Each interface is written individually- each is a simple application of the concept, and each is pretty easy to write. We only need a small number of functions to log raw text, log entries of text, and to close a log. Other functions could be added, but for this post we will focus on these three.

Lets start with a simple header file defining the Log struct that we will use as a handle to a log:

#ifndef __HANDLE_LOGGING__
#define __HANDLE_LOGGING__

/* Handle implementation for logging */
typedef enum LogLevel
} LogLevel;

typedef struct Log;

typedef int LogTextFunc(struct Log *log, const char *log_text);
typedef int LogEntryFunc(struct Log *log, LogLevel level, const char *log_text);
typedef int LogCloseFunc(struct Log *log);

typedef struct Log {
  LogTextFunc *log;
  LogEntryFunc *entry;
  LogCloseFunc *close;
} Log;

int LogText(Log *log, const char *log_text);
int LogEntry(Log *log, LogLevel level, const char *log_text);
int LogClose(Log *log);

#endif /* def __HANDLE_LOGGING__ */

We start with include guards, and we need an enum for the particular interface we are defining called LogLevel, which indicates the severity of a log entry

The next part is important- we need a forward declaration of our Log structure with the:

typedef struct Log;

This is the best way I've found to do this. We need the structure name to exist to define function pointer typedefs which use it, but the struct Log will contain functions pointers using those typedefs, so we need a forward declaration to break the cycle.

The lines are typedefs which define LogTextFunc, LogEntryFunc, and LogCloseFunc. Each function takes a pointer to a struct as a first argument, and then as many arguments as required for the function.

The next thing to do is to define our struct. We need a field for each function in our interface, and fields for any data that is used by all interfaces. This is done so that when we have one of these structures, we have a concrete implmentation of each of these functions which together are an implementation of the interface.

Now that we have our struct, we define each of the functions that define our interface. This is a place where there is some duplication- the function definitions need to be the same as the typedefs for function pointers before. I don't know of a way to avoid this, buts its not too be of a deal. Certainly we could imagine generating all of this code from a specification, as it is very formulaic. However, I have preferred to write it out to make things explicit.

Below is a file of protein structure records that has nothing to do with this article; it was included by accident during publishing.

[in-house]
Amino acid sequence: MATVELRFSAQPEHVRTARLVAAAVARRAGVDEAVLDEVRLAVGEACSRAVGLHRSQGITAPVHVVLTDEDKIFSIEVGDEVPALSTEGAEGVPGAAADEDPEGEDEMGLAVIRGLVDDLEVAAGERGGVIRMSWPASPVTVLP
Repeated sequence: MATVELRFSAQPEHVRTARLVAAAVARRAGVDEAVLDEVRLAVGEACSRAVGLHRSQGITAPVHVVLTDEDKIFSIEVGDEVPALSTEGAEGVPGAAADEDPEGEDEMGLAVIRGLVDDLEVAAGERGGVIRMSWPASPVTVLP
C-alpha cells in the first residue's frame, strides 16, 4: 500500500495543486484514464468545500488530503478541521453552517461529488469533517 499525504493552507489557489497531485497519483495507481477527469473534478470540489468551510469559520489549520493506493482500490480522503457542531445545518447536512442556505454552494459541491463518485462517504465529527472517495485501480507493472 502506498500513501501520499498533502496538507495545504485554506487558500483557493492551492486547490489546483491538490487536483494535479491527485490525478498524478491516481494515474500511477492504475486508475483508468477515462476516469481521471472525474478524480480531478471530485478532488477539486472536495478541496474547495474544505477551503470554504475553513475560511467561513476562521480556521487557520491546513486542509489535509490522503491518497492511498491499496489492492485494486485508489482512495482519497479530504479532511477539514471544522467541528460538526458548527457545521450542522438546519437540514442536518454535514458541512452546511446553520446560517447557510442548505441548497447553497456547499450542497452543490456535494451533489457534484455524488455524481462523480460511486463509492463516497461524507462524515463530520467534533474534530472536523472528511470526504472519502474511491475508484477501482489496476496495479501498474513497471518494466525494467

At this point the interface is finished. We have a struct type to use as a handle (using pointers to the struct to keep the handles small and consistently sized), and function prototypes for each function we will be exposing to the user. In this case the functions are able to log raw text (Logtext), logging an entry with a timestamp and log level (LogEntry), and to close a log (LogClose). We don't have a LogCreate or LogOpen in this design- creating logs is left to the particular implementations as it may be different for each one.


The C file is so small I'll just show it without further ado:

#include "log.h"

int LogText(Log *log, const char *log_text) {
  log->log(log, log_text);

int LogEntry(Log *log, LogLevel level, const char *log_text) {
  log->entry(log, level, log_text);

int LogClose(Log *log) {

There is almost nothing to the implementation file for these interfaces. For each function in our interface, we just write a function which uses the given struct pointer to call the corresponding function within the struct. The LogText function calls the 'log' function, LogEntry calls the 'entry' function, and LogClose calls 'close'.

The reason for this is that the functions we are exposing in our header file will be implemented multiple times, and we need a way to call the right set of function for a particular implementation. We do this by placing pointers to those functions in a Log struct, and then calling one of these functions. The functions will then dispatch directly to the function provided by the interface.

This is another place where we have some duplication- any functions we define must pass their parameters to the particular function implementation.